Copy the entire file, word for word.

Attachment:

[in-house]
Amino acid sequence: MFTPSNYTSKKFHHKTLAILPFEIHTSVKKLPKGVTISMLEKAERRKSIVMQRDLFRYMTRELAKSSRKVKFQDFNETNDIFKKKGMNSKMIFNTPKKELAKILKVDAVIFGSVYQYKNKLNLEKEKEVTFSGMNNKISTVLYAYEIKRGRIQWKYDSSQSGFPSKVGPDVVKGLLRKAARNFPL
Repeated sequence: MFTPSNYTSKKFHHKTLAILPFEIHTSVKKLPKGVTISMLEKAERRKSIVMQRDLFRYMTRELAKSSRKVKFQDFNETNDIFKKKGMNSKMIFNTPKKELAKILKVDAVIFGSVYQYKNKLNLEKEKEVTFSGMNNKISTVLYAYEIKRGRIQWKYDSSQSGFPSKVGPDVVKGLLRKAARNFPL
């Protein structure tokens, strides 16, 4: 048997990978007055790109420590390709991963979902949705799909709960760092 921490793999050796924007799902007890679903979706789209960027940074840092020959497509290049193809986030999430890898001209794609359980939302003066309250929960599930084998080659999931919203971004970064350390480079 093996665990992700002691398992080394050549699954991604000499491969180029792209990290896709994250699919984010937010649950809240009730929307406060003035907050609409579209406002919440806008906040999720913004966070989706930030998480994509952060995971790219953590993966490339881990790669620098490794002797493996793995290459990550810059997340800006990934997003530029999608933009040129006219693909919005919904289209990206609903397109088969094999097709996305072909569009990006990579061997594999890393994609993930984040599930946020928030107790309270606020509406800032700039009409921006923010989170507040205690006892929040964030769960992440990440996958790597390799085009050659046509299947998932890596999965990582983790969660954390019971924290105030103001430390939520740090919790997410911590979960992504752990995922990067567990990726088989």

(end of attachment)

[in-house]
Amino acid sequence: MFTPSNYTSKKFHHKTLAILPFEIHTSVKKLPKGVTISMLEKAERRKSIVMQRDLFRYMTRELAKSSRKVKFQDFNETNDIFKKKGMNSKMIFNTPKKELAKILKVDAVIFGSVYQYKNKLNLEKEKEVTFSGMNNKISTVLYAYEIKRGRIQWKYDSSQSGFPSKVGPDVVKGLLRKAARNFPL
Repeated sequence: MFTPSNYTSKKFHHKTLAILPFEIHTSVKKLPKGVTISMLEKAERRKSIVMQRDLFRYMTRELAKSSRKVKFQDFNETNDIFKKKGMNSKMIFNTPKKELAKILKVDAVIFGSVYQYKNKLNLEKEKEVTFSGMNNKISTVLYAYEIKRGRIQWKYDSSQSGFPSKVGPDVVKGLLRKAARNFPL
């Protein structure tokens, strides 16, 4: 048997990978007055790109420590390709991963979902949705799909709960760092 921490793999050796924007799902007890679903979706789209960027940074840092020959497509290049193809986030999430890898001209794609359980939302003066309250929960599930084998080659999931919203971004970064350390480079 093996665990992700002691398992080394050549699954991604000499491969180029792209990290896709994250699919984010937010649950809240009730929307406060003035907050609409579209406002919440806008906040999720913004966070989706930030998480994509952060995971790219953590993966490339881990790669620098490794002797493996793995290459990550810059997340800006990934997003530029999608933009040129006219693909919005919904289209990206609903397109088969094999097709996305072909569009990006990579061997594999890393994609993930984040599930946020928030107790309270606020509406800032700039009409921006923010989170507040205690006892929040964030769960992440990440996958790597390799085009050659046509299947998932890596999965990582983790969660954390019971924290105030103001430390939520740090919790997410911590979960992504752990995922990067567990990726088989």